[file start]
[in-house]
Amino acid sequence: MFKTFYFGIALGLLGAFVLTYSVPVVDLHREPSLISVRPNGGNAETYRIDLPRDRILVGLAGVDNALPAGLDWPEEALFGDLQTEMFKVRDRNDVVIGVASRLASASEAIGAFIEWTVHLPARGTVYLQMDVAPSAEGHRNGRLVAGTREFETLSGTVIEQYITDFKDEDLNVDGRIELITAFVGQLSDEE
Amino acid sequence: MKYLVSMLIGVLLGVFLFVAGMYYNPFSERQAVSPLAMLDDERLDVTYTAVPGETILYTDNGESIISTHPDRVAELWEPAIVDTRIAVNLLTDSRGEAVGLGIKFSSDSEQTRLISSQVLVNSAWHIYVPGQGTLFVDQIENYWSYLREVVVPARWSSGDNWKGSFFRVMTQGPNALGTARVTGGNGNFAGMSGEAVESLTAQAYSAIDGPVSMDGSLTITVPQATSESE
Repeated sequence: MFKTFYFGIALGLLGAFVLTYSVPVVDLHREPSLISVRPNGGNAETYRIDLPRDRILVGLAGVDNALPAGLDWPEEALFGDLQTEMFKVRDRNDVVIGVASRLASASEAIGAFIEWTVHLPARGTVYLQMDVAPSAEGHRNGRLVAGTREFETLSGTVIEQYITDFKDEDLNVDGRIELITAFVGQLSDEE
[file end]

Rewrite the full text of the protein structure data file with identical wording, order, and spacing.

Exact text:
[in-house]
Amino acid sequence: MFKTFYFGIALGLLGAFVLTYSVPVVDLHREPSLISVRPNGGNAETYRIDLPRDRILVGLAGVDNALPAGLDWPEEALFGDLQTEMFKVRDRNDVVIGVASRLASASEAIGAFIEWTVHLPARGTVYLQMDVAPSAEGHRNGRLVAGTREFETLSGTVIEQYITDFKDEDLNVDGRIELITAFVGQLSDEE
Amino acid sequence: MKYLVSMLIGVLLGVFLFVAGMYYNPFSERQAVSPLAMLDDERLDVTYTAVPGETILYTDNGESIISTHPDRVAELWEPAIVDTRIAVNLLTDSRGEAVGLGIKFSSDSEQTRLISSQVLVNSAWHIYVPGQGTLFVDQIENYWSYLREVVVPARWSSGDNWKGSFFRVMTQGPNALGTARVTGGNGNFAGMSGEAVESLTAQAYSAIDGPVSMDGSLTITVPQATSESE
Repeated sequence: MFKTFYFGIALGLLGAFVLTYSVPVVDLHREPSLISVRPNGGNAETYRIDLPRDRILVGLAGVDNALPAGLDWPEEALFGDLQTEMFKVRDRNDVVIGVASRLASASEAIGAFIEWTVHLPARGTVYLQMDVAPSAEGHRNGRLVAGTREFETLSGTVIEQYITDFKDEDLNVDGRIELITAFVGQLSDEE